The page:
A Nutritionist’s Guide To Pizza Express

A Nutritionist’s Guide To Pizza Express

We love Pizza Express a much as the next person for a midweek meal – but not everything on its menu will be good for you. To find out which ones are worth ditching altogether, the healthy swaps you can make, and the dishes that are best for you, we asked two nutritionists to analyse some of the restaurant chain’s most popular options.
Photography: @PIZZAEXPRESS

Calzone Verdure

Verdict: If you’re looking for a healthier pizza option, a calzone may not be the most obvious choice, but this dish is actually one of the highest in fibre on the Pizza Express menu, Yasmin tells us. “This is down to the amount and variety of vegetables it features, including aubergines, mixed peppers and spinach. It’s also fairly low in saturated fat, but still high in carbs and sugar. The protein content is lower than many other pizzas containing meat or eggs, but if you’re looking for a pizza with added nutrients, this may be the one to order.” Rating: 6/10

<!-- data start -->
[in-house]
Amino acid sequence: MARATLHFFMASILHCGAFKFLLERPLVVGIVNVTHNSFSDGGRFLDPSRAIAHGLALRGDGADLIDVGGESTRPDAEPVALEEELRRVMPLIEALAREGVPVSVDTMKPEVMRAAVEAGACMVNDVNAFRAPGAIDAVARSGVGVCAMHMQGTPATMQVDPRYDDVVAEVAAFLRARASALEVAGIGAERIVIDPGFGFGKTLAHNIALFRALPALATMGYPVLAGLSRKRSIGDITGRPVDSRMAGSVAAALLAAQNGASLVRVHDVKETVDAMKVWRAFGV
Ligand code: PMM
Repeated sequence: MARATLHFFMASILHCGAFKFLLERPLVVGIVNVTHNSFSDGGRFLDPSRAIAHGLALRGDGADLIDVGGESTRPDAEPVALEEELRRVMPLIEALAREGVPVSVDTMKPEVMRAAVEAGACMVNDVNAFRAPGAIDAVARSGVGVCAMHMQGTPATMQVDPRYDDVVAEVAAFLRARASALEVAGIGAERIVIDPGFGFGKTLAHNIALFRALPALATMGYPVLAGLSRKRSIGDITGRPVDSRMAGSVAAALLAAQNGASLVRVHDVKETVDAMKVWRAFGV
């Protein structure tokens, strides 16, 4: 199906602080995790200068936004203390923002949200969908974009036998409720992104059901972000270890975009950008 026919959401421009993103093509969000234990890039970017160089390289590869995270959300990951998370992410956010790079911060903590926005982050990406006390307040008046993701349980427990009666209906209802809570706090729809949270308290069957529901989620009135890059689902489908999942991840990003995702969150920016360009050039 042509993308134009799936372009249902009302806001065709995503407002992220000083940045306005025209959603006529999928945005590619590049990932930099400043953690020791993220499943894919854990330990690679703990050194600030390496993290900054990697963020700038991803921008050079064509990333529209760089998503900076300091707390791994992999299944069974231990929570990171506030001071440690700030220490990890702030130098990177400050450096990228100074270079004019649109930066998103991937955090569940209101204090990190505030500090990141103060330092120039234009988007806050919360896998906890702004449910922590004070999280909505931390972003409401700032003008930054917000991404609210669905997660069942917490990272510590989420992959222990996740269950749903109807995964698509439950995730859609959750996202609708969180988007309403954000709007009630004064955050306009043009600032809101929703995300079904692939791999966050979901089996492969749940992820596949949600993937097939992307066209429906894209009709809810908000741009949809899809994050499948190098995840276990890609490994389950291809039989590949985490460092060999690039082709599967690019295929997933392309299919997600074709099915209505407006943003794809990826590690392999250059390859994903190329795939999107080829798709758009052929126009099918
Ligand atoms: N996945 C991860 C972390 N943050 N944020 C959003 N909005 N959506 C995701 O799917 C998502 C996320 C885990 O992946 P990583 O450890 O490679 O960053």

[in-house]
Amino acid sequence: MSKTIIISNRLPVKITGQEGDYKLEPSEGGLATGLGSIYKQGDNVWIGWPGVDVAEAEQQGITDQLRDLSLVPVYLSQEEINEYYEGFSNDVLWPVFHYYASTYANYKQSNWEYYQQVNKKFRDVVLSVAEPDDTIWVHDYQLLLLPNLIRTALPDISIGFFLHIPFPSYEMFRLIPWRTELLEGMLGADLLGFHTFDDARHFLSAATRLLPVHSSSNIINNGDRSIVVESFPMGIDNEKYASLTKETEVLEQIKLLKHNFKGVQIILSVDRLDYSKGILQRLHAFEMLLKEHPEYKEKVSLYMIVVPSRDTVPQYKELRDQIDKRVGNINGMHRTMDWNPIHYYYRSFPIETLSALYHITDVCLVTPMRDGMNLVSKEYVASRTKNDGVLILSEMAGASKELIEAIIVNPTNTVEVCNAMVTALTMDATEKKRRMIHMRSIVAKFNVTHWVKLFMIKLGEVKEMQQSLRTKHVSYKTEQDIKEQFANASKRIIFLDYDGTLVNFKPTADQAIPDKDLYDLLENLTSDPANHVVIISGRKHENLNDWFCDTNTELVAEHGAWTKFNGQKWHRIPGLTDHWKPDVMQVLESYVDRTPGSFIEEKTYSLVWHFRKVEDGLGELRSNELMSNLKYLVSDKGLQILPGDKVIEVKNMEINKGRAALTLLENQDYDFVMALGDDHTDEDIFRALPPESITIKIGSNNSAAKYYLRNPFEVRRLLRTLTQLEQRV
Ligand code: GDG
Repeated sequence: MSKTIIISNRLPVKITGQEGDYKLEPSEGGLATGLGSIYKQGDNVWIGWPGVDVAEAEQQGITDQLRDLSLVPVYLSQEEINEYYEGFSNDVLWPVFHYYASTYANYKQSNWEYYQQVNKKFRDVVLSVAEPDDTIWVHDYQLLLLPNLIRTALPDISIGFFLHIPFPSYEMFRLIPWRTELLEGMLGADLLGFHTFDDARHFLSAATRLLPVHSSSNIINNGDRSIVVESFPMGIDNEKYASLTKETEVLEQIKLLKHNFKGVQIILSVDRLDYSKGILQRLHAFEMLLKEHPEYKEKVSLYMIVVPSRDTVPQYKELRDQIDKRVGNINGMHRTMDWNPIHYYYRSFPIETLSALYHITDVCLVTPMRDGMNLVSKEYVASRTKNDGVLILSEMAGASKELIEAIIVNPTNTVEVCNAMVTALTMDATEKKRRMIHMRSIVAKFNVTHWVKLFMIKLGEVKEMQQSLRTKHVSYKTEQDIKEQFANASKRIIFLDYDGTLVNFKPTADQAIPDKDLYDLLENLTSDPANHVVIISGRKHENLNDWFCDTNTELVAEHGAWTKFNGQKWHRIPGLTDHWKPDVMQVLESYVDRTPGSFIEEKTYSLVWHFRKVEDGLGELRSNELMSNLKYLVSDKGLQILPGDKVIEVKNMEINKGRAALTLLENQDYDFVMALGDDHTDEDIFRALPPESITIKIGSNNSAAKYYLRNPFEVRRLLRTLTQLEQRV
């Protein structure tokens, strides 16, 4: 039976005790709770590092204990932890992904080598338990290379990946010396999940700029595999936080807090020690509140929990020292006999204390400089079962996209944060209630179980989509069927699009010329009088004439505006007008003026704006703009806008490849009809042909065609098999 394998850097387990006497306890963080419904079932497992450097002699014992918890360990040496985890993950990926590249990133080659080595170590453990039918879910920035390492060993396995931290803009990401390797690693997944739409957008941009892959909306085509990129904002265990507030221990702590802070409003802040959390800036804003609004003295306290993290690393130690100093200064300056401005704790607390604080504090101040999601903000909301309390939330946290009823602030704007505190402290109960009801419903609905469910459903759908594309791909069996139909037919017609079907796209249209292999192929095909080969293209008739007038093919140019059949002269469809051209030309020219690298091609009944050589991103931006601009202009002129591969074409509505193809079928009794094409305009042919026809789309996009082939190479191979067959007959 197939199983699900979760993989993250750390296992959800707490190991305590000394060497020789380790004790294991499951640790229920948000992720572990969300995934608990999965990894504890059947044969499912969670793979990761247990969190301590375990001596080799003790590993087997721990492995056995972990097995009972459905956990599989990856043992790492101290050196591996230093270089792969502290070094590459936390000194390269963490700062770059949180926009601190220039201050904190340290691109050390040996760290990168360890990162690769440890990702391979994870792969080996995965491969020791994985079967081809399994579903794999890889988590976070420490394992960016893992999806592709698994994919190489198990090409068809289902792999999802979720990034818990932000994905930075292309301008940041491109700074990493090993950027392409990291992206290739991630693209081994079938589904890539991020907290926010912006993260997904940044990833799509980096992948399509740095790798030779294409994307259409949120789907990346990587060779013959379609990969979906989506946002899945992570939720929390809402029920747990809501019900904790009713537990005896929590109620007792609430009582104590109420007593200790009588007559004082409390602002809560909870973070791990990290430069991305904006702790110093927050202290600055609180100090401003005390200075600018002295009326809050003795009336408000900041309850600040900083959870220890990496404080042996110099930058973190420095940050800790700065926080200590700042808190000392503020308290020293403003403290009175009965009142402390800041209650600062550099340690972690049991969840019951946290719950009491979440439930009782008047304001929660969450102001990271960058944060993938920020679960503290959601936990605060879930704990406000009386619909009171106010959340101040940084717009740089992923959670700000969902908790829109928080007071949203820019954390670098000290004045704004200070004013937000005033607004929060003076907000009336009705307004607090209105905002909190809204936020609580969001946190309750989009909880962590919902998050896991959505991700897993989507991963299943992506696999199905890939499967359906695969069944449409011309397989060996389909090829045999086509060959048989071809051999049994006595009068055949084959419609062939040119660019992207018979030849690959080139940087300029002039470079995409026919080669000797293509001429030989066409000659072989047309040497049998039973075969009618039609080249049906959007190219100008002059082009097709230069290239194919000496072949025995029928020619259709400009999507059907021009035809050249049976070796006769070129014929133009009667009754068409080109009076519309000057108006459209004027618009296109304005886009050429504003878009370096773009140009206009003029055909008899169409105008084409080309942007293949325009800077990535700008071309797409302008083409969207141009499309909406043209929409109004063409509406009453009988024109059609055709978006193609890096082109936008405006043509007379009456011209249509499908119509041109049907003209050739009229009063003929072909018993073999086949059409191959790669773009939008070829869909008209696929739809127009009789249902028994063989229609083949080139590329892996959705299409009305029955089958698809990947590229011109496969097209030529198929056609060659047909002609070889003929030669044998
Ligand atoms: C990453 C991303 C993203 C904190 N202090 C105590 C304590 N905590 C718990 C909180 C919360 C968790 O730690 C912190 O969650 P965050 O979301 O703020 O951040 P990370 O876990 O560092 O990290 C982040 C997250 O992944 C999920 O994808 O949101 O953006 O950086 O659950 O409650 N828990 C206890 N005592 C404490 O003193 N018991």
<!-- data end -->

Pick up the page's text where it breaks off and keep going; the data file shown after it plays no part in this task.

Dough Balls

Verdict: A Pizza Express classic, but don’t go overboard, says nutritionist Sophie Trotman. “Dough balls are made from white, refined flour, which can cause blood sugar spikes and dips. If you order these, make use of the accompanying butter to add fat, which will reduce blood sugar spikes and troughs. Overall, these aren’t nutritious, but at least they aren’t overly processed.”

Rating: 3/10

Mushroom and Truffle Romana